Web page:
The Back Her Business programme was developed in partnership with and forms part of the bank’s ambition to reduce the entrepreneurial gender gap and inspire and support a further 400,000 female-led businesses across the UK by 2025. Though most of the funding will come from the crowd, the bank will provide a top-up of £1 million a year across the UK and will be offering up to 50% of an individual’s fundraising target, capped at £5,000, for successful projects.

The initiative is not equity crowdfunding. Like all of Crowdfunder.’s projects it is donation and reward based – for instance, funders will be given a discount towards products or services in return for their donation in some instances. Speaking of the site’s match funding programme, Parker said: “It’s a really great way for brands not only to distribute their philanthropy in an intelligent way by looking at what the crowd thinks is a good idea for the community, but equally for their brand to be recognized within those communities.”

Most of the business projects that come to the site are very early stage start-ups and, as you might expect, tend to be community oriented, covering issues such as homelessness to food, poverty and food waste. “There are two types of communities in our eyes,” said Parker. “RBS NatWest obviously wanted to give back to the communities where it makes a profit, to show it cares about those towns and cities. So we are able to distribute in that way, geographically, but we can almost distribute thematically. RBS NatWest wants to tell its communities that it cares about female entrepreneurs – only one in- five businesses in the UK is owned by a woman – and as part of the bank’s corporate social responsibility agenda the site allows the bank to reach people it would never normally find.”

Back Her Business offers financial support but by using the bank’s Entrepreneur Accelerator programme, its Women in Business proposition and its industry experts, the initiative also packages training and coaching, networking opportunities and local events to help concepts reach the market and grow.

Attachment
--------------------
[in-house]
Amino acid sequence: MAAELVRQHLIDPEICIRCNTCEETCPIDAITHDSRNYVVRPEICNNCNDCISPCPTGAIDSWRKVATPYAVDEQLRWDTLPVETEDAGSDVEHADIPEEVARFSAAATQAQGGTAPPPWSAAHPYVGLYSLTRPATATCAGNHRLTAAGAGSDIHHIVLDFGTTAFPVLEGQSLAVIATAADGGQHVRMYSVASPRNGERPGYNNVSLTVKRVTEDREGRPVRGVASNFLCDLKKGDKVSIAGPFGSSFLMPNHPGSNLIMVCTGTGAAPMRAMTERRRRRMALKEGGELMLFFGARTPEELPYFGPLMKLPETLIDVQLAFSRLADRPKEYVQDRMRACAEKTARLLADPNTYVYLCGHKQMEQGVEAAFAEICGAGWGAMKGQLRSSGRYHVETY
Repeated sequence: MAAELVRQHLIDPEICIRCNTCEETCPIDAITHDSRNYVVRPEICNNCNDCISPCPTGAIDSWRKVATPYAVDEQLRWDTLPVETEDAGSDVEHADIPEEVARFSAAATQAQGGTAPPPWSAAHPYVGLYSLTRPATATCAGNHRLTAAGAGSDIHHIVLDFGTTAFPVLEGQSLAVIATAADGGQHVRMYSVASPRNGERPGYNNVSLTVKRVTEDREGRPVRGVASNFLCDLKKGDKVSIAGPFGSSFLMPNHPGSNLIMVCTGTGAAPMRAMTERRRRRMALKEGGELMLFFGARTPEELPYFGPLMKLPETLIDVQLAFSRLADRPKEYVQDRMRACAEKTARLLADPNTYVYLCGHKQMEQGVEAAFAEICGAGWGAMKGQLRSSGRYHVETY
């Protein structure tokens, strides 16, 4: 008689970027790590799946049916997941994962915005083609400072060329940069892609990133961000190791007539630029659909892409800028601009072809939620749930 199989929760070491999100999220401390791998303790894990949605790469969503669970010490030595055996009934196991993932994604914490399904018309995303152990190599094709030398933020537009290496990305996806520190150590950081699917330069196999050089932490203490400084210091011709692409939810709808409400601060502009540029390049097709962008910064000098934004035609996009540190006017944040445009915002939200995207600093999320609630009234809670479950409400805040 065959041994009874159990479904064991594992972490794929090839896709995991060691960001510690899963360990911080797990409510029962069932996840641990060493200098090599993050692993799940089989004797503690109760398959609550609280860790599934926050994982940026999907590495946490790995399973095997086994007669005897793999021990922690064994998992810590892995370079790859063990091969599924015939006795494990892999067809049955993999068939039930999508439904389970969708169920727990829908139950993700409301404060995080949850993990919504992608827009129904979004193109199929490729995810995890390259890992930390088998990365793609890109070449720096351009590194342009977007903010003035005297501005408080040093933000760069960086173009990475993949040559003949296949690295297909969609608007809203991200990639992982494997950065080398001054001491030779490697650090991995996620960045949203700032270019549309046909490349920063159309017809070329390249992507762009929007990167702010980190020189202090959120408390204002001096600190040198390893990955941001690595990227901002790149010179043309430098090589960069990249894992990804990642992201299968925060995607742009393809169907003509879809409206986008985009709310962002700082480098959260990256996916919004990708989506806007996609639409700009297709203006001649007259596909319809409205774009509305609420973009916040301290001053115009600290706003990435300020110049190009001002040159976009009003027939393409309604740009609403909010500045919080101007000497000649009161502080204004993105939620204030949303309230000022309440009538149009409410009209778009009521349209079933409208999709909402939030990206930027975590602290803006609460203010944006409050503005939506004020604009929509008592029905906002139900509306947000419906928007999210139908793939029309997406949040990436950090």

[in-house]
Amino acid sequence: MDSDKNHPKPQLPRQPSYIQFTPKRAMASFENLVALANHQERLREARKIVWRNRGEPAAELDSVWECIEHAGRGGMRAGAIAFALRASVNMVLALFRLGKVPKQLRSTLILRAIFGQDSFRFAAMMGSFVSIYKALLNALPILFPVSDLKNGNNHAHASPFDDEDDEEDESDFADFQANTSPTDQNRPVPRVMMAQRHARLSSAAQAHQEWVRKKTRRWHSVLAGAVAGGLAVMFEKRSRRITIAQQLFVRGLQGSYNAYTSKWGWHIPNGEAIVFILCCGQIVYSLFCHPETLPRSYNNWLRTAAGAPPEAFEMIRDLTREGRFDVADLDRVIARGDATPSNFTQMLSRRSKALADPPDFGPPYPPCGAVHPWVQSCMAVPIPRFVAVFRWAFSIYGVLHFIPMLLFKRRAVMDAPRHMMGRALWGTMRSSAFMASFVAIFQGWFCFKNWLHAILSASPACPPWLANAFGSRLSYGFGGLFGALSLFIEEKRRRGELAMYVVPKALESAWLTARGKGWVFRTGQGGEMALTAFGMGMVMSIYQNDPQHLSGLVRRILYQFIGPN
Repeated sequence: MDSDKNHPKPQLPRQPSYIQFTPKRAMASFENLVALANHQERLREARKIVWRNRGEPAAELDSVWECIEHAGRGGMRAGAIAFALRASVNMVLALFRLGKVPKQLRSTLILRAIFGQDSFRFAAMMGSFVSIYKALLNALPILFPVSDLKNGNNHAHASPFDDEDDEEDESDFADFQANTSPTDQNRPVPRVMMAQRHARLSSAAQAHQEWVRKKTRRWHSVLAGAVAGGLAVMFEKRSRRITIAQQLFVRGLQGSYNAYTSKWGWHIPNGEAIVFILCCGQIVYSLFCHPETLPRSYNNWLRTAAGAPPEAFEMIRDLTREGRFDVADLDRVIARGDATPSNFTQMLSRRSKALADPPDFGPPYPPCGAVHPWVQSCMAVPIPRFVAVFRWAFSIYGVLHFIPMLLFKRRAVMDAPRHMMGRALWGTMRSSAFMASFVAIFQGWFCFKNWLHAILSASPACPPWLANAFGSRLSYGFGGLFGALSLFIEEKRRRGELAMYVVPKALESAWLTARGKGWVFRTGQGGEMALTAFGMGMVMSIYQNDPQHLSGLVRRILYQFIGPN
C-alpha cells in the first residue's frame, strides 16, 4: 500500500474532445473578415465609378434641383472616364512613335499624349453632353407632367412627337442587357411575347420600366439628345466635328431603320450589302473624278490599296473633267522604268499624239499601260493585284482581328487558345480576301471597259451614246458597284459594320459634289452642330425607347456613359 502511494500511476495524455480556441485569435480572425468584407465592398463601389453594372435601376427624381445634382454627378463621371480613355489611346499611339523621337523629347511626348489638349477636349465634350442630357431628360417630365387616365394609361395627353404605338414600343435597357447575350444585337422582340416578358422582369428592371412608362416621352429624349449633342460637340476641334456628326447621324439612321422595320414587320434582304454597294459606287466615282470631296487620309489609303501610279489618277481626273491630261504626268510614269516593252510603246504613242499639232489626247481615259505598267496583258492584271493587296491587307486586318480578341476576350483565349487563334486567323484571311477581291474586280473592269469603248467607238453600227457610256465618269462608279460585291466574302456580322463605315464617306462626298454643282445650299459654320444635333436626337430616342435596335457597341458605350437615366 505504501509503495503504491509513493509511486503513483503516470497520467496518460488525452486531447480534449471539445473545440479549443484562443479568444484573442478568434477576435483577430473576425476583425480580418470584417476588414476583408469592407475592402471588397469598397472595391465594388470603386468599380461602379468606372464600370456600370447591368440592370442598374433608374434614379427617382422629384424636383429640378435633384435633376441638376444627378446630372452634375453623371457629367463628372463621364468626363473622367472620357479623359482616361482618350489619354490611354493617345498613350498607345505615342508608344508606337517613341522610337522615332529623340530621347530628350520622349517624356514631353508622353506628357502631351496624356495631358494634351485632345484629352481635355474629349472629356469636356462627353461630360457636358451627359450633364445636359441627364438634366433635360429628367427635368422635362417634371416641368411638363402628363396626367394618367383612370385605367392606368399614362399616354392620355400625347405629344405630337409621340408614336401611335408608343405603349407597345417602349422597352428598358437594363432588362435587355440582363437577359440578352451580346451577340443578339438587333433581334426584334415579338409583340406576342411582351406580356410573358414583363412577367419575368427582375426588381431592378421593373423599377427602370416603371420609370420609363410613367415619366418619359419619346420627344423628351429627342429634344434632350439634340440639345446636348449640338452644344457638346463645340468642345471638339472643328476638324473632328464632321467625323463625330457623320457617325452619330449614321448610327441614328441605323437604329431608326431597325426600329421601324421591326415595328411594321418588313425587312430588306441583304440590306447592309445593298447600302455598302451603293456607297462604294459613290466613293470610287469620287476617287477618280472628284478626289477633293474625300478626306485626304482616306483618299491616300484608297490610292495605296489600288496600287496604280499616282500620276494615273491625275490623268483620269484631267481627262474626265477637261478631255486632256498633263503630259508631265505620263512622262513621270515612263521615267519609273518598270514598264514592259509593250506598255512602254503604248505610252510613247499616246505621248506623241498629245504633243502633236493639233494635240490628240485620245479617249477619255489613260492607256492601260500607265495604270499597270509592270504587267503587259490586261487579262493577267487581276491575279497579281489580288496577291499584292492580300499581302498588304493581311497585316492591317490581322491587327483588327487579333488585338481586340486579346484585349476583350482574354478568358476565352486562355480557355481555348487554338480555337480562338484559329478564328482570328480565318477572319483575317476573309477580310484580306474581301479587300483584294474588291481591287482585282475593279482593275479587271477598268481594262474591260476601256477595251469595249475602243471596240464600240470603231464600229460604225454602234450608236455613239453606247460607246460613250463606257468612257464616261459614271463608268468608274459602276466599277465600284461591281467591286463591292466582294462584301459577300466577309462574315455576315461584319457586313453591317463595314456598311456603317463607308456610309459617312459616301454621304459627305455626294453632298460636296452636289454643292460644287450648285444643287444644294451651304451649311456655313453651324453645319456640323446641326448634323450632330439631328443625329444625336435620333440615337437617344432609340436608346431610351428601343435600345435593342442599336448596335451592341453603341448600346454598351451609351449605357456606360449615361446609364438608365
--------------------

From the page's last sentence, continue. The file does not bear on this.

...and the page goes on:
Leverage philanthropy

The establishment of was led by the site’s CEO Rob Love, whose career spans the inception of the Big Brother online platform through the ethical food brand River Cottage. Parker explained: “It was really birthed out of wanting to do something with more ethics involved than they’ve been involved in before… what they wanted to do was the stuff of the heart. They realized that they had tapped into something very, very important. And we’ve been really successful at bringing social enterprises and individuals who want to change the world to the site.

“The real focus now over the next few years is really to do the same for charitable organizations, which is why we’re having those conversations with corporates to say, look, if you want to be philanthropic, here’s a really smart way to do it. One, we leverage your money to the power of two or three. So, your impact is greater on the communities or the issues that you want to have an impact on. But also, we can find you really cool projects, things that the crowd think are really good. And [the corporate] gets that social verification, that social proof that not only is this an issue that people care about, but here’s a solution that people think will work and will buy into.”’s creators believe they have a platform that is “very transferable” and there has already been interest in taking the concept into new countries. However, the company’s focus for the next couple of years will remain in the UK. “There’s so much more that we can do in the UK, I think that is our focus for the next year or so,” said Parker.

To hear Duncan Parker in conversation with Robin Amlôt about the background to and its plans for the future, click here.